What Should I look for in a Virtual Assistant?

HelpThis article is spurred from an increase in the number of questions I’ve been getting about Team Sandy and how to work with virtual assistants (VA) in general.

The 1st big question: ”Should my VA require a minimum of hours?”  The answer here is There’s no ‘should’ – it’s up to each VA  and depends on how she sets up her business.

For Team Sandy, we request a minimum of 5 hours each month as it’s not worth the administrative overhead (internal reporting, their weekly reports, etc.) if clients are using less than 5 hours/month.

2nd most popular question: “Is it okay for a VA to charge me for training?”

This gets my “It depends” – if you have a special software that the VA isn’t likely to use with another client, then “yes”…you should expect to pay for training time.

If we’re talking about “common” tools such as KickstartCartSolution.com, Aweber.com, ConstantContact.com, or SandraAudio.com, then my opinion is that the VA should either know how to use or get training on her own time.

3rd most popular: “Why do VAs charge such different amounts?”

A VA, like any other business owner, sets her own rates and, hopefully, sets those rates in accordance with her skill set.

For example, while a VA may charge more than her competitors, she may also do the work in half the time and with far fewer mistakes, thus saving you time, energy and money.

“Can I expect my old VA to train my new VA?”  In my opinion, absolutely not in terms of skills.  In terms of your procedures, absolutely.

For example, your “old VA” shouldn’t be teaching your new VA how to set up autoresponders in the shopping cart – that’s a skill set.

Your “old VA” can train to say when you send out your newsletter, which article marketing sites you prefer (but not teach how to enter on those sites as that’s skill set again).

The reason a VA doesn’t train her skill set is because she’s effectively training herself out of a client – if you do require a VA to train another VA, expect to pay more for training time as a result.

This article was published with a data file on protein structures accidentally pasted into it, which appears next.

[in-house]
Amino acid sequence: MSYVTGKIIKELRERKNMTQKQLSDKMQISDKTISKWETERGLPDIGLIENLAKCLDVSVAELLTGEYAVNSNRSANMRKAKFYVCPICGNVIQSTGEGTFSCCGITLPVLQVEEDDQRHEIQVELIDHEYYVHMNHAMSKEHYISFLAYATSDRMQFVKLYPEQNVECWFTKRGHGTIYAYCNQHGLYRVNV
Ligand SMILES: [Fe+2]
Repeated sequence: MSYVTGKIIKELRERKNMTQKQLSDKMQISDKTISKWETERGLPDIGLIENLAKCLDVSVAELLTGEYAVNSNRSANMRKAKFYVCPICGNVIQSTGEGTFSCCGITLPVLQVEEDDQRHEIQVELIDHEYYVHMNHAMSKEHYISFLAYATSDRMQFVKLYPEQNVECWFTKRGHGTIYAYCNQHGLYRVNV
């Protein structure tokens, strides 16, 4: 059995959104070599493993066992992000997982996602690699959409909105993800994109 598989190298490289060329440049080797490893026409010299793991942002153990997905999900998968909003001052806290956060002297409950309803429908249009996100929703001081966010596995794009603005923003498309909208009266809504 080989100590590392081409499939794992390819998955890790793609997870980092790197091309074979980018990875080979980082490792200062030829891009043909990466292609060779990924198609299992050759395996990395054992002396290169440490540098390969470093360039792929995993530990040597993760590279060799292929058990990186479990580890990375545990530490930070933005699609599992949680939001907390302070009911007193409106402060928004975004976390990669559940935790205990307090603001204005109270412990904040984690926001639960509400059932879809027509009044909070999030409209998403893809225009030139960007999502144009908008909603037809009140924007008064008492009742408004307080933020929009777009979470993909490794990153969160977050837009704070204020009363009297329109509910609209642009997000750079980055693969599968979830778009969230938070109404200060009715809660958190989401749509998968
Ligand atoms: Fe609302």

“Do I need to prepay my VA”?  This is another of those “It depends” questions – some VAs require prepayment and others don’t, it often depends on how much they’ve been burned in the past.  For Team Sandy, we require a deposit up front and then apply that against the first (and subsequent until it runs out) invoice – from there on out, we invoice either monthly or bimonthly depending on the client.

“What’s the acceptable minimum time a VA should charge per task?”  This is one of those questions which gets my dander up as personally, I don’t think there should be any minimum.  If your VA takes 7 minutes to do a task, my opinion is that she should charge you for 7 minutes.  If she takes 2 minutes, she charges for 2 minutes.

Many VA organizations tell their VAs to charge a minimum of 10 or 15 minutes for every task.  I disagree strongly on this as, in my opinion, it’s not Extreme Client Care™ and it goes even further for me, I see it as a lack of integrity in charging for things not done/time not worked – especially when one of the biggest selling points of VAs is that we pay for “time on task” rather than overhead such as employee salaries.

In short, you want to do your due diligence, ask lots of questions and ensure that the person/people you’re hiring know what they’re doing.  A simple way to do this is to give the person a “test” and see if they can complete it – for example, create this product and autoresponder or send me “this” test from my email service provider, etc.

Remember to ask for references. . .and call them.

Looking for a virtual assistant — check out the International Virtual Assistant’s Association at www.ivaa.org — I spoke at their national meeting last year and was impressed at the knowledge and skills of everyone I met.